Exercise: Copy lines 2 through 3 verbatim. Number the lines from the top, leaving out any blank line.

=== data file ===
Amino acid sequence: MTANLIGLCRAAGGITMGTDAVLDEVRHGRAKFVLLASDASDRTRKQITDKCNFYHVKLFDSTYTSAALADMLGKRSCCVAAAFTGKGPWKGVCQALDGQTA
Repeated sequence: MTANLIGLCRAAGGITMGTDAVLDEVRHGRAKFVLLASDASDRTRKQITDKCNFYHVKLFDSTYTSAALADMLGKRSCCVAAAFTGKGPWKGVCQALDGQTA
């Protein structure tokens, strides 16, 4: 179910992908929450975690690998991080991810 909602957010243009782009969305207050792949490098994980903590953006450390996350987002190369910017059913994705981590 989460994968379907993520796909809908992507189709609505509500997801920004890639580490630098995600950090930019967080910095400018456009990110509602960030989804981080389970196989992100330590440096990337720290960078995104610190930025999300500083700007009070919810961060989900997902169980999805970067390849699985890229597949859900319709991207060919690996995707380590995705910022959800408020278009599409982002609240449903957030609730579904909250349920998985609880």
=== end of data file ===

Repeated sequence: MTANLIGLCRAAGGITMGTDAVLDEVRHGRAKFVLLASDASDRTRKQITDKCNFYHVKLFDSTYTSAALADMLGKRSCCVAAAFTGKGPWKGVCQALDGQTA
């Protein structure tokens, strides 16, 4: 179910992908929450975690690998991080991810 909602957010243009782009969305207050792949490098994980903590953006450390996350987002190369910017059913994705981590 989460994968379907993520796909809908992507189709609505509500997801920004890639580490630098995600950090930019967080910095400018456009990110509602960030989804981080389970196989992100330590440096990337720290960078995104610190930025999300500083700007009070919810961060989900997902169980999805970067390849699985890229597949859900319709991207060919690996995707380590995705910022959800408020278009599409982002609240449903957030609730579904909250349920998985609880």